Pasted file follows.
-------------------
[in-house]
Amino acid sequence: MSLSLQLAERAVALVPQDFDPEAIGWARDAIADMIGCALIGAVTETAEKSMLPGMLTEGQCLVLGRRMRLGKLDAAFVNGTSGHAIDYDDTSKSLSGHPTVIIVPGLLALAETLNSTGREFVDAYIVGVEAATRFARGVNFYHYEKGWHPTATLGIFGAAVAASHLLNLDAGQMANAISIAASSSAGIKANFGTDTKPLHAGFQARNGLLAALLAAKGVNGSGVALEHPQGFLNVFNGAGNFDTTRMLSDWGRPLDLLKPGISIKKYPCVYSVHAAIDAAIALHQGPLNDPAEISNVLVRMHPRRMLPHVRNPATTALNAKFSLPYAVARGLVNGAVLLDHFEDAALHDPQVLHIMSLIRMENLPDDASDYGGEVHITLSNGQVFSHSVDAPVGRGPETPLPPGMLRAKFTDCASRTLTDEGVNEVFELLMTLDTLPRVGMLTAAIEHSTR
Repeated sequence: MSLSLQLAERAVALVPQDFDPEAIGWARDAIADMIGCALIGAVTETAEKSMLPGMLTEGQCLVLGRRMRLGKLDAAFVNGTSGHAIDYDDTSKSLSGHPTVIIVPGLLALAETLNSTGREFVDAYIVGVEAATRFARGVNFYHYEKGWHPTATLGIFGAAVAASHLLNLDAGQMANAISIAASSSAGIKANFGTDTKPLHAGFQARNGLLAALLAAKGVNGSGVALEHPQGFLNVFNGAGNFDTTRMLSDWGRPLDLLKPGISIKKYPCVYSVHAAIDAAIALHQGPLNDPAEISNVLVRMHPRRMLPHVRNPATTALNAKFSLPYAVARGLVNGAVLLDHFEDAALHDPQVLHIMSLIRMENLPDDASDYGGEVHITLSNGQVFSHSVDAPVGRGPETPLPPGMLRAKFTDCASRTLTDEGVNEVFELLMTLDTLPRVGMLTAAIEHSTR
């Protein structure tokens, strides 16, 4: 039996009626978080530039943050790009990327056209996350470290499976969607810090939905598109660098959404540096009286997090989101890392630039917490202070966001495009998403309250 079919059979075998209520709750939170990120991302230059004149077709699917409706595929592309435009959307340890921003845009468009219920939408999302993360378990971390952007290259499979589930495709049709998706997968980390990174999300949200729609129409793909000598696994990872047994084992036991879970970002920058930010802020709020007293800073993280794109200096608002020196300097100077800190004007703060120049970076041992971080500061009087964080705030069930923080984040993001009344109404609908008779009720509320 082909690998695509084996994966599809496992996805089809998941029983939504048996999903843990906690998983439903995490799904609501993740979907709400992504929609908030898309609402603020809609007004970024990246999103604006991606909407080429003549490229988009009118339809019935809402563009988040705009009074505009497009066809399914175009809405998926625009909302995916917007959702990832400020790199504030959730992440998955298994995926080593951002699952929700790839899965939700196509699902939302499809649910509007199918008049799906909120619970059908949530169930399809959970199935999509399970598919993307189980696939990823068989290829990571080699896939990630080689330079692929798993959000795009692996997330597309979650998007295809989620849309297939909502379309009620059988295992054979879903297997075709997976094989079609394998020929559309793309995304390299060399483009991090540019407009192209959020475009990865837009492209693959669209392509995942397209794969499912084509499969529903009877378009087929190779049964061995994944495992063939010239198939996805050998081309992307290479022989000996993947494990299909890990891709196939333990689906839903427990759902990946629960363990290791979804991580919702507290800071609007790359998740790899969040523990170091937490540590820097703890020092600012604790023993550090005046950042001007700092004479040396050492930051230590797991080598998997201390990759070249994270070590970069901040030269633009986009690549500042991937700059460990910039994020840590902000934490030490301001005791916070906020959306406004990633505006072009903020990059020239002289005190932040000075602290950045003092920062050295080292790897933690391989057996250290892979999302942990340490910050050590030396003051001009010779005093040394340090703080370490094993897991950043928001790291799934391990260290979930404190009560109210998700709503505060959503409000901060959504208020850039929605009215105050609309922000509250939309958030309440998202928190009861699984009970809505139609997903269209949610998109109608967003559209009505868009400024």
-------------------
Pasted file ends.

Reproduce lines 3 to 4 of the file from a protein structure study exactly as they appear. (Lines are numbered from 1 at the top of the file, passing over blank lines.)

Repeated sequence: MSLSLQLAERAVALVPQDFDPEAIGWARDAIADMIGCALIGAVTETAEKSMLPGMLTEGQCLVLGRRMRLGKLDAAFVNGTSGHAIDYDDTSKSLSGHPTVIIVPGLLALAETLNSTGREFVDAYIVGVEAATRFARGVNFYHYEKGWHPTATLGIFGAAVAASHLLNLDAGQMANAISIAASSSAGIKANFGTDTKPLHAGFQARNGLLAALLAAKGVNGSGVALEHPQGFLNVFNGAGNFDTTRMLSDWGRPLDLLKPGISIKKYPCVYSVHAAIDAAIALHQGPLNDPAEISNVLVRMHPRRMLPHVRNPATTALNAKFSLPYAVARGLVNGAVLLDHFEDAALHDPQVLHIMSLIRMENLPDDASDYGGEVHITLSNGQVFSHSVDAPVGRGPETPLPPGMLRAKFTDCASRTLTDEGVNEVFELLMTLDTLPRVGMLTAAIEHSTR
């Protein structure tokens, strides 16, 4: 039996009626978080530039943050790009990327056209996350470290499976969607810090939905598109660098959404540096009286997090989101890392630039917490202070966001495009998403309250 079919059979075998209520709750939170990120991302230059004149077709699917409706595929592309435009959307340890921003845009468009219920939408999302993360378990971390952007290259499979589930495709049709998706997968980390990174999300949200729609129409793909000598696994990872047994084992036991879970970002920058930010802020709020007293800073993280794109200096608002020196300097100077800190004007703060120049970076041992971080500061009087964080705030069930923080984040993001009344109404609908008779009720509320 082909690998695509084996994966599809496992996805089809998941029983939504048996999903843990906690998983439903995490799904609501993740979907709400992504929609908030898309609402603020809609007004970024990246999103604006991606909407080429003549490229988009009118339809019935809402563009988040705009009074505009497009066809399914175009809405998926625009909302995916917007959702990832400020790199504030959730992440998955298994995926080593951002699952929700790839899965939700196509699902939302499809649910509007199918008049799906909120619970059908949530169930399809959970199935999509399970598919993307189980696939990823068989290829990571080699896939990630080689330079692929798993959000795009692996997330597309979650998007295809989620849309297939909502379309009620059988295992054979879903297997075709997976094989079609394998020929559309793309995304390299060399483009991090540019407009192209959020475009990865837009492209693959669209392509995942397209794969499912084509499969529903009877378009087929190779049964061995994944495992063939010239198939996805050998081309992307290479022989000996993947494990299909890990891709196939333990689906839903427990759902990946629960363990290791979804991580919702507290800071609007790359998740790899969040523990170091937490540590820097703890020092600012604790023993550090005046950042001007700092004479040396050492930051230590797991080598998997201390990759070249994270070590970069901040030269633009986009690549500042991937700059460990910039994020840590902000934490030490301001005791916070906020959306406004990633505006072009903020990059020239002289005190932040000075602290950045003092920062050295080292790897933690391989057996250290892979999302942990340490910050050590030396003051001009010779005093040394340090703080370490094993897991950043928001790291799934391990260290979930404190009560109210998700709503505060959503409000901060959504208020850039929605009215105050609309922000509250939309958030309440998202928190009861699984009970809505139609997903269209949610998109109608967003559209009505868009400024």